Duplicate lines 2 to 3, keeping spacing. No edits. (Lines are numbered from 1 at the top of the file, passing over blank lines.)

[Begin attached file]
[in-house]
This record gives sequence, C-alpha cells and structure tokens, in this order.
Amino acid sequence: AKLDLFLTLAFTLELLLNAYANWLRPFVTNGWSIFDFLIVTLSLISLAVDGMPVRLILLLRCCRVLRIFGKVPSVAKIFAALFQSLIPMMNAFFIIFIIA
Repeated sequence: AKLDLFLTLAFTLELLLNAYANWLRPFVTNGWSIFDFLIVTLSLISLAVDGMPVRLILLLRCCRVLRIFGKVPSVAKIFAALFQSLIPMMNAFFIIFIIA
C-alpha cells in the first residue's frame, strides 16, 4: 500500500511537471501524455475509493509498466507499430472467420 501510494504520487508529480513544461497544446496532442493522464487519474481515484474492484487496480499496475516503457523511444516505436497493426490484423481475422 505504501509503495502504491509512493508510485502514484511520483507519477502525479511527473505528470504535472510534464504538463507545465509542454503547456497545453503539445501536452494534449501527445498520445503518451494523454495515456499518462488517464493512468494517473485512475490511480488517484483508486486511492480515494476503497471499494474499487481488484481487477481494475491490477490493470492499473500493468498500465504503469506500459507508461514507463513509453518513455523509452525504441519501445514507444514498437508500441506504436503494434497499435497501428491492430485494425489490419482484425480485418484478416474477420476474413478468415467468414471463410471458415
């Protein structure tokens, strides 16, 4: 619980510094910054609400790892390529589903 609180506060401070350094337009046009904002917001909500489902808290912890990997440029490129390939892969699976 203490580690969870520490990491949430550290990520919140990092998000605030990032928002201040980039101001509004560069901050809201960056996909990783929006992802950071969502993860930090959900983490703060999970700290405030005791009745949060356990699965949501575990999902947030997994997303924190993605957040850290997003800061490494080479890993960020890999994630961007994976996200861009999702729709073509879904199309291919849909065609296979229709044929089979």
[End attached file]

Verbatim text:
This record gives sequence, C-alpha cells and structure tokens, in this order.
Amino acid sequence: AKLDLFLTLAFTLELLLNAYANWLRPFVTNGWSIFDFLIVTLSLISLAVDGMPVRLILLLRCCRVLRIFGKVPSVAKIFAALFQSLIPMMNAFFIIFIIA